The UN has confirmed that it is considering a formal review of its Clean Development Mechanism (CDM) after a new report leveled fresh criticism at the high profile carbon offsetting scheme.
A coalition of green groups working under the banner CDM Watch yesterday tabled a formal request calling on the UN’s climate change secretariat to overhaul the CDM and crack down on alleged “gaming” of the system that has allowed some firms to benefit from increasing their greenhouse gas emissions.
The controversy surrounds companies which currently receive carbon credits for capturing and destroying the powerful greenhouse gas HFC-23 – a by product resulting from the production of the refrigerant gas HCFC-22.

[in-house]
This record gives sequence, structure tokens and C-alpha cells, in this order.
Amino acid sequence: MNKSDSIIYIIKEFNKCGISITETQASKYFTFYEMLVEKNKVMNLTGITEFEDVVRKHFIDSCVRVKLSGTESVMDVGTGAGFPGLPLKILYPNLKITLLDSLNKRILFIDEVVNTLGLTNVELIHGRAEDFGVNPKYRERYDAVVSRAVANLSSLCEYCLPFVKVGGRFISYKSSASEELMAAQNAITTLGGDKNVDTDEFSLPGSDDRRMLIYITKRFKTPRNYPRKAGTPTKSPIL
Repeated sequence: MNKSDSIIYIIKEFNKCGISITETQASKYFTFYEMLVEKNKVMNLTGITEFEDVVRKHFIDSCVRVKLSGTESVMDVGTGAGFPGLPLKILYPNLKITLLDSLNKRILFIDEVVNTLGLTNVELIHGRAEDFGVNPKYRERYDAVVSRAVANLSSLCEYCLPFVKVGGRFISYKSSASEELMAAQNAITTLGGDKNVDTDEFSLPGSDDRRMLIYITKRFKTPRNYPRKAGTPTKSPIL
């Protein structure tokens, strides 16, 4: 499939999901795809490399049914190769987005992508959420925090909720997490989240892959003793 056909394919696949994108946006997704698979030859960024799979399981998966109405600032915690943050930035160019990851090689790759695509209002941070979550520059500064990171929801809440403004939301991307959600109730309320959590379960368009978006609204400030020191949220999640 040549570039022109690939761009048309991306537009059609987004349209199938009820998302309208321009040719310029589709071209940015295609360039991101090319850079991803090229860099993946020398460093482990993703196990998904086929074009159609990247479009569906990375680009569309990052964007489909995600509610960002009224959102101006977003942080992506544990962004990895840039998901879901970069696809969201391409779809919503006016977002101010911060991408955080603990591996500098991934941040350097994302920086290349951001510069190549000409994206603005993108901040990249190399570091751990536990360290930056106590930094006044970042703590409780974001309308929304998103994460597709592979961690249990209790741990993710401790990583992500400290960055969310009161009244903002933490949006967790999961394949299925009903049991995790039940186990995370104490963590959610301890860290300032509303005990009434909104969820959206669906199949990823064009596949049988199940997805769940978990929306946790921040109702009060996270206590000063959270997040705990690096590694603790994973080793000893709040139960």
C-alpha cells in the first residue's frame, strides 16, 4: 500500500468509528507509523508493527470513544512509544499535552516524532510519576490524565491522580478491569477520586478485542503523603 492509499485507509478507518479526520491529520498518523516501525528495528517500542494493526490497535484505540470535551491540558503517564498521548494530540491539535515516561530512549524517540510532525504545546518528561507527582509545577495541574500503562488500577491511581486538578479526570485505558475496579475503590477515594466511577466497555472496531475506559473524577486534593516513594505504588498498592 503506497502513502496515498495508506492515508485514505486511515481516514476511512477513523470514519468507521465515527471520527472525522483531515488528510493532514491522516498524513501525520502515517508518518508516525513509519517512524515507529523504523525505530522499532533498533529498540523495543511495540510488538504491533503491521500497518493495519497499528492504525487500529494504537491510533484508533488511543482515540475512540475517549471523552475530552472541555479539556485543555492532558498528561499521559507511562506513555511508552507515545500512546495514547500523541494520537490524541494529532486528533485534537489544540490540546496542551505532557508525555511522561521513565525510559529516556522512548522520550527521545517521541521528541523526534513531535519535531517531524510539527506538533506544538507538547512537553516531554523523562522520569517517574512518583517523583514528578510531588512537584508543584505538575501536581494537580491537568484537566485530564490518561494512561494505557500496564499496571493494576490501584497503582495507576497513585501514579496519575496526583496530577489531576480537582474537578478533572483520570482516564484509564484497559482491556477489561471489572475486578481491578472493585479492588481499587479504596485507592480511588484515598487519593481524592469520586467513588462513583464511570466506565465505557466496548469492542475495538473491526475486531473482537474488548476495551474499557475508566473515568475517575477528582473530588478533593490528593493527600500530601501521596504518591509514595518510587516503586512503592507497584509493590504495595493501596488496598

CDM Watch has alleged the way the CDM is structured means that chemical gas manufacturers based in China and India and South and Central America have been incentivised to increase the production of HCFC-22 and HFC-23 as they can then earn Certified Emissions Reductions (CERs) carbon credits, which can be sold into carbon markets such as the EU Emissions Trading Scheme.
Lambert Schneider, a former member of the UN climate change secretariat’s Methodologies Panel and one of the original designers of the CDM system, has joined the ranks of its critics. “The amount of HCFC-22 production and HFC-23 generation appears to be mainly driven by the possibility to generate offset credits rather than other factors,” he said.
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